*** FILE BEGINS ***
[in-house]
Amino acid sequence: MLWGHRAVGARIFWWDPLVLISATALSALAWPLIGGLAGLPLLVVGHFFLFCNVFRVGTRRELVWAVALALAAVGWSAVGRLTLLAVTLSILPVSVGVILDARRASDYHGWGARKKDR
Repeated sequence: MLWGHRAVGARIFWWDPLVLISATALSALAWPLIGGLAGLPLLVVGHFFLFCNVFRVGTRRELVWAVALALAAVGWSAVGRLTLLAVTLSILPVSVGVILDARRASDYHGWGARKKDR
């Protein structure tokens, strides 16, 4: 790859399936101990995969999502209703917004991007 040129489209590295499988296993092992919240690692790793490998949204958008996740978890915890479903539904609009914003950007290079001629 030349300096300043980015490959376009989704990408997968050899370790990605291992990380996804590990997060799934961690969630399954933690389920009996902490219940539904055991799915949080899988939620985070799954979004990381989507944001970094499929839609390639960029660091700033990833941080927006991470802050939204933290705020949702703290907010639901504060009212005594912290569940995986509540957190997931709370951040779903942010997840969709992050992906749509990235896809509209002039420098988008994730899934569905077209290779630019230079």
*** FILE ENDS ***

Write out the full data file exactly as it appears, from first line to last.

[in-house]
Amino acid sequence: MLWGHRAVGARIFWWDPLVLISATALSALAWPLIGGLAGLPLLVVGHFFLFCNVFRVGTRRELVWAVALALAAVGWSAVGRLTLLAVTLSILPVSVGVILDARRASDYHGWGARKKDR
Repeated sequence: MLWGHRAVGARIFWWDPLVLISATALSALAWPLIGGLAGLPLLVVGHFFLFCNVFRVGTRRELVWAVALALAAVGWSAVGRLTLLAVTLSILPVSVGVILDARRASDYHGWGARKKDR
């Protein structure tokens, strides 16, 4: 790859399936101990995969999502209703917004991007 040129489209590295499988296993092992919240690692790793490998949204958008996740978890915890479903539904609009914003950007290079001629 030349300096300043980015490959376009989704990408997968050899370790990605291992990380996804590990997060799934961690969630399954933690389920009996902490219940539904055991799915949080899988939620985070799954979004990381989507944001970094499929839609390639960029660091700033990833941080927006991470802050939204933290705020949702703290907010639901504060009212005594912290569940995986509540957190997931709370951040779903942010997840969709992050992906749509990235896809509209002039420098988008994730899934569905077209290779630019230079």